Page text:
Who Is Covered?
The new requirements apply to “financial institutions,” as that
term is defined in the ECOA amendments. It’s a broader definition
than is found in the Community Reinvestment Act, for instance,
and suffice it to say that all banks are included, as “engages in
financial activity” is the key determinant for coverage.
However, the CFPB is given the authority (“by rule or order”)
to adopt exemptions to any class of financial institutions, “as the
Bureau deems necessary or appropriate to carry out the purpose
of this section.” 10 It remains to be seen whether the bureau will
enact exemptions similar to those in HMDA (that are dependent
upon a bank’s asset size, number of loans made, etc.).
For What Applications and Loans Must Information
be Collected and Submitted?
Lenders will be required to collect and report data for “any application to a financial institution for credit for women-owned,
minority-owned, or small business.” 11 What precisely is covered here?
Application. The rule requires reporting of applications, not
just loans, as HMDA does. There is no definition of “application”
in the Dodd-Frank Act’s ECOA amendments, but because this
will be part of Reg. B, we can look there: “Application means an
oral or written request for an extension of credit that is made in
accordance with procedures used by a creditor for the type of
credit requested.” 12
Commercial lenders are notorious for not having specific ap-
plication procedures, however. So what will constitute a reportable
application? The commentary provides some assistance:
The term “procedures” refers to the actual practices fol-
lowed by a creditor for making credit decisions as well as
its stated application procedures. For example, if a credi-
tor’s stated policy is to require all applications to be in
writing on the creditor’s application form, but the creditor
also makes credit decisions based on oral requests, the
creditor’s procedures are to accept both oral and written
Many times commercial loan decisions are initiated by oral
requests, and those clearly constitute applications under the regulation. Compliance officers should be sure to cast a wide net to catch
all reportable instances of credit requests for covered loan types.
Small business loan. This is defined simply as “a loan made
to a small business.” 14 Well, thanks a lot—tell me what a “small
business” is, then. According to the ECOA amendments, “small
business” means the same as the term “small business concern”
in the Small Business Act.
Generally, to qualify as a “small business concern” to the Small
Business Administration (SBA), a business (including its affiliates) cannot have more than 500 employees for manufacturing
and mining industries or more than $7 million in average annual
receipts for nonmanufacturing industries. These are not absolutes,
however, as there are many exceptions. It will be the job of the
CFPB to clearly delineate what will constitute a covered small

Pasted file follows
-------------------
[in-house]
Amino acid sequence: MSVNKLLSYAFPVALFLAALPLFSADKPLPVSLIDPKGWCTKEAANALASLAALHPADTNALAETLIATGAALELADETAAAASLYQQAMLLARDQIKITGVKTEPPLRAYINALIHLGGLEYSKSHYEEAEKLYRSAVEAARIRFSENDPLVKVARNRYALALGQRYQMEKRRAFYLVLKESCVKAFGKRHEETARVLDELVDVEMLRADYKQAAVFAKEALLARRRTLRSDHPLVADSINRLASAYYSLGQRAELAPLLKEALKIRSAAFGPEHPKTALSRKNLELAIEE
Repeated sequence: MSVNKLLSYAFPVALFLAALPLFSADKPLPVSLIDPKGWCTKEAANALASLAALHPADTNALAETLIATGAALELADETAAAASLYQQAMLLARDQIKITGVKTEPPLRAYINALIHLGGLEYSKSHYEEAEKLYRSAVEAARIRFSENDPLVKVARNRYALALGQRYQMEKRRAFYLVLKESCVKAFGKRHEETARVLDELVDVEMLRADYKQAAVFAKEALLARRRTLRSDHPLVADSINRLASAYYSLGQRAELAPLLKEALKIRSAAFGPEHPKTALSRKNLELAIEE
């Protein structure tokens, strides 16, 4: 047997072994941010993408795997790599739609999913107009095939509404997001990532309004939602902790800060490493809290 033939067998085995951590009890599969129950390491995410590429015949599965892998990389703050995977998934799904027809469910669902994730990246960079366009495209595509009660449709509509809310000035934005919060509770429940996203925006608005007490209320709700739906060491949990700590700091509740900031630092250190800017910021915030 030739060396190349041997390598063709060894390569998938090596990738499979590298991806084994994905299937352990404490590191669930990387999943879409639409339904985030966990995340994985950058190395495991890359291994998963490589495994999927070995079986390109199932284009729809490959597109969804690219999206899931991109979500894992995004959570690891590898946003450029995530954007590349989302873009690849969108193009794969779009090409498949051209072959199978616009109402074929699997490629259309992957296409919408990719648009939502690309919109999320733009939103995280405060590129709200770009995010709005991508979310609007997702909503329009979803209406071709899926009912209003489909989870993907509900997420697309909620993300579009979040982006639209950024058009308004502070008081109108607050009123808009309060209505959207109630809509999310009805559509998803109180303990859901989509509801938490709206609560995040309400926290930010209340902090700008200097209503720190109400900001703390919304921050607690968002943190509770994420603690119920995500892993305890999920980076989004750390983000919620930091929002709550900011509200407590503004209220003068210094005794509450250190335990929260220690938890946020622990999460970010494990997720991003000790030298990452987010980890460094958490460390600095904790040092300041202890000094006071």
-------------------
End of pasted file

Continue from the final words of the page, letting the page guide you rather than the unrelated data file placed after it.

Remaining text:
business under the regulation.
“Loan” includes both closed-end loans and open-end lines
and woman-owned business.
These terms have the same requirements: more than 50 percent
of the ownership or control of the business is held
by one or more minority individuals or women,
or more than 50 percent of the net profit or loss
accrues to one or more minority individuals
“Minority” includes “any Black American,
Native American, Hispanic American, or
Asian American.” 15
Note that these two definitions are not dependent on the size of the business. A loan can be to
a minority- or woman-owned business, even
though the business isn’t a “small
business.” In other words, loans to
minority- or woman-owned large
businesses are included.
lenders will be required to collect and
report data for “any application to a financial
institution for credit for women-owned,
minority-owned, or small business.”
It will be critical to identify which businesses qualify under
these definitions. How to do this? Simple—ask the applicant questions. Fortunately the statute calls for the CFPB to develop and
provide assistance to banks in determining whether an applicant
is a small business or minority- or woman-owned business. But
in any case, this will call for procedures to be developed for your
commercial loan officers.
The requirement is simple: “the financial institution shall … inquire whether the business is a woman-owned, minority-owned,
or small business.” 16 This is the case whether the application is
received in person, over the phone, by mail, electronically, or
otherwise. It also does not matter whether the application was
received in response to a solicitation from the bank.
Due to the definitions being drafted the way they are, it will
be necessary to ask every commercial loan applicant about the
status of the business (because, again, even large businesses could
be covered if minority- or woman-owned). What happens if the
applicant doesn’t know? Because there is no verification requirement in the statute, presumably your commercial loan officers
can take applicants at their word, but of course the CFPB could
add some additional requirements when it drafts the regulations.
An applicant may refuse to answer the question with no adverse consequences to the credit application. Responses must be